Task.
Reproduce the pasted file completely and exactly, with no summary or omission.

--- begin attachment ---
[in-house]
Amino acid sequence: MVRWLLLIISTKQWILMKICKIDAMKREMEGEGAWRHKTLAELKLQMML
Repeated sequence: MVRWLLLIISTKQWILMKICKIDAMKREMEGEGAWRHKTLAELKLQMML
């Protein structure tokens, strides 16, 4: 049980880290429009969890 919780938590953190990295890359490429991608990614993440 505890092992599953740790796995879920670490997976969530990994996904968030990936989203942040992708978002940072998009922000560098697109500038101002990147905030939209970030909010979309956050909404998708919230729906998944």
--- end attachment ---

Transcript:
[in-house]
Amino acid sequence: MVRWLLLIISTKQWILMKICKIDAMKREMEGEGAWRHKTLAELKLQMML
Repeated sequence: MVRWLLLIISTKQWILMKICKIDAMKREMEGEGAWRHKTLAELKLQMML
């Protein structure tokens, strides 16, 4: 049980880290429009969890 919780938590953190990295890359490429991608990614993440 505890092992599953740790796995879920670490997976969530990994996904968030990936989203942040992708978002940072998009922000560098697109500038101002990147905030939209970030909010979309956050909404998708919230729906998944």